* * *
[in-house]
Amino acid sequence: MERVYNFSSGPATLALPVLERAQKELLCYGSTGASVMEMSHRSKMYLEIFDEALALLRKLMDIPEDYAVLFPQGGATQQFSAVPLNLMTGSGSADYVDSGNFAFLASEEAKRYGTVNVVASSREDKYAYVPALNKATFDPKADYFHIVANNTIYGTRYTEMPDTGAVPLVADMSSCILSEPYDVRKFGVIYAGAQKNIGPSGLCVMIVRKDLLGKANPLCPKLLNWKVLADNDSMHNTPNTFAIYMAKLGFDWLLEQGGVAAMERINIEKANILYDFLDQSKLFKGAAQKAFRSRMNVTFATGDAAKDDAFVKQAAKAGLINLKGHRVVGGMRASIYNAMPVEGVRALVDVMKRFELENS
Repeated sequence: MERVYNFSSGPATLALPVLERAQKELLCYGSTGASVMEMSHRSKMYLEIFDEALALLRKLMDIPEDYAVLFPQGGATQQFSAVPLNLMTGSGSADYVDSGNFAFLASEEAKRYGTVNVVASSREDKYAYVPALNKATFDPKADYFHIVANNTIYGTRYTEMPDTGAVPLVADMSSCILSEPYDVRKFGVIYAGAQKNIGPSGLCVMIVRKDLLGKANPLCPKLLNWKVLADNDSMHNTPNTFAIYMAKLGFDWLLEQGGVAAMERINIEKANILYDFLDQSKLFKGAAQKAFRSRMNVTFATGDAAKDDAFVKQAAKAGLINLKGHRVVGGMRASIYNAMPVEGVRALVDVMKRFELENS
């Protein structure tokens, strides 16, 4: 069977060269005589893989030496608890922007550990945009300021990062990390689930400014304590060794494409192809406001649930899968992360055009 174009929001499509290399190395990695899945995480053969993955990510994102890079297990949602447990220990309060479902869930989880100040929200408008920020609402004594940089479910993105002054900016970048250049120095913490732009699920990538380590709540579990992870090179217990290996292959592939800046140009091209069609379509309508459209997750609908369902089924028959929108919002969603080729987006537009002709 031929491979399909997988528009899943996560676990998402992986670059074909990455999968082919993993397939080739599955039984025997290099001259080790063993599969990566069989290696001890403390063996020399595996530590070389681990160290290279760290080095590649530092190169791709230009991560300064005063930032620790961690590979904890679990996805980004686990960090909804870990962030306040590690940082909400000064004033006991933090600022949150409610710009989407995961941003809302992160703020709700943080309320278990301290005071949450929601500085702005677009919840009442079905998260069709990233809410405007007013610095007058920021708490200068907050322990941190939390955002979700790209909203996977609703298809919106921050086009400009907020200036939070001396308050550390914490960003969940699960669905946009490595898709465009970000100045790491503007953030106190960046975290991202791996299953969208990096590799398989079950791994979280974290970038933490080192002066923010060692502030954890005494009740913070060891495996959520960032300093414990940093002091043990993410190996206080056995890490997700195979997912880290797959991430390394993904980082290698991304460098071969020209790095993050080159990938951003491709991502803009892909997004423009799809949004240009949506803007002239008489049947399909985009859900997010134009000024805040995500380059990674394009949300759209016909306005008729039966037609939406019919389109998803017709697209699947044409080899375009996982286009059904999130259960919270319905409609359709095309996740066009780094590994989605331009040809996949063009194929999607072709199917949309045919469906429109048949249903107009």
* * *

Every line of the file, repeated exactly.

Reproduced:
[in-house]
Amino acid sequence: MERVYNFSSGPATLALPVLERAQKELLCYGSTGASVMEMSHRSKMYLEIFDEALALLRKLMDIPEDYAVLFPQGGATQQFSAVPLNLMTGSGSADYVDSGNFAFLASEEAKRYGTVNVVASSREDKYAYVPALNKATFDPKADYFHIVANNTIYGTRYTEMPDTGAVPLVADMSSCILSEPYDVRKFGVIYAGAQKNIGPSGLCVMIVRKDLLGKANPLCPKLLNWKVLADNDSMHNTPNTFAIYMAKLGFDWLLEQGGVAAMERINIEKANILYDFLDQSKLFKGAAQKAFRSRMNVTFATGDAAKDDAFVKQAAKAGLINLKGHRVVGGMRASIYNAMPVEGVRALVDVMKRFELENS
Repeated sequence: MERVYNFSSGPATLALPVLERAQKELLCYGSTGASVMEMSHRSKMYLEIFDEALALLRKLMDIPEDYAVLFPQGGATQQFSAVPLNLMTGSGSADYVDSGNFAFLASEEAKRYGTVNVVASSREDKYAYVPALNKATFDPKADYFHIVANNTIYGTRYTEMPDTGAVPLVADMSSCILSEPYDVRKFGVIYAGAQKNIGPSGLCVMIVRKDLLGKANPLCPKLLNWKVLADNDSMHNTPNTFAIYMAKLGFDWLLEQGGVAAMERINIEKANILYDFLDQSKLFKGAAQKAFRSRMNVTFATGDAAKDDAFVKQAAKAGLINLKGHRVVGGMRASIYNAMPVEGVRALVDVMKRFELENS
């Protein structure tokens, strides 16, 4: 069977060269005589893989030496608890922007550990945009300021990062990390689930400014304590060794494409192809406001649930899968992360055009 174009929001499509290399190395990695899945995480053969993955990510994102890079297990949602447990220990309060479902869930989880100040929200408008920020609402004594940089479910993105002054900016970048250049120095913490732009699920990538380590709540579990992870090179217990290996292959592939800046140009091209069609379509309508459209997750609908369902089924028959929108919002969603080729987006537009002709 031929491979399909997988528009899943996560676990998402992986670059074909990455999968082919993993397939080739599955039984025997290099001259080790063993599969990566069989290696001890403390063996020399595996530590070389681990160290290279760290080095590649530092190169791709230009991560300064005063930032620790961690590979904890679990996805980004686990960090909804870990962030306040590690940082909400000064004033006991933090600022949150409610710009989407995961941003809302992160703020709700943080309320278990301290005071949450929601500085702005677009919840009442079905998260069709990233809410405007007013610095007058920021708490200068907050322990941190939390955002979700790209909203996977609703298809919106921050086009400009907020200036939070001396308050550390914490960003969940699960669905946009490595898709465009970000100045790491503007953030106190960046975290991202791996299953969208990096590799398989079950791994979280974290970038933490080192002066923010060692502030954890005494009740913070060891495996959520960032300093414990940093002091043990993410190996206080056995890490997700195979997912880290797959991430390394993904980082290698991304460098071969020209790095993050080159990938951003491709991502803009892909997004423009799809949004240009949506803007002239008489049947399909985009859900997010134009000024805040995500380059990674394009949300759209016909306005008729039966037609939406019919389109998803017709697209699947044409080899375009996982286009059904999130259960919270319905409609359709095309996740066009780094590994989605331009040809996949063009194929999607072709199917949309045919469906429109048949249903107009």